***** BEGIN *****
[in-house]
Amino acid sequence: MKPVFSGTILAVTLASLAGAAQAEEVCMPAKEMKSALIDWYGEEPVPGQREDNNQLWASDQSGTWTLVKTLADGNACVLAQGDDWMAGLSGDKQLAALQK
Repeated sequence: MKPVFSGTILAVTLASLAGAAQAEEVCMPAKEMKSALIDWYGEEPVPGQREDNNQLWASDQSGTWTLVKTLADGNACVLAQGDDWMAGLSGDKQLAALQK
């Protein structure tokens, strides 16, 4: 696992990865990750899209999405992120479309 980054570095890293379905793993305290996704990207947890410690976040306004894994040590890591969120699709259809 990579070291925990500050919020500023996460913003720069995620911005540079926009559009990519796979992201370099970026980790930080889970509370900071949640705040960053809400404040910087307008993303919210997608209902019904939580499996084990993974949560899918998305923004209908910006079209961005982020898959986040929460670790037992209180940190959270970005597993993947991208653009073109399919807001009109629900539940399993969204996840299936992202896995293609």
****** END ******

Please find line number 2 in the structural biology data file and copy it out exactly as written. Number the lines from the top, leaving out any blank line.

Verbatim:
Amino acid sequence: MKPVFSGTILAVTLASLAGAAQAEEVCMPAKEMKSALIDWYGEEPVPGQREDNNQLWASDQSGTWTLVKTLADGNACVLAQGDDWMAGLSGDKQLAALQK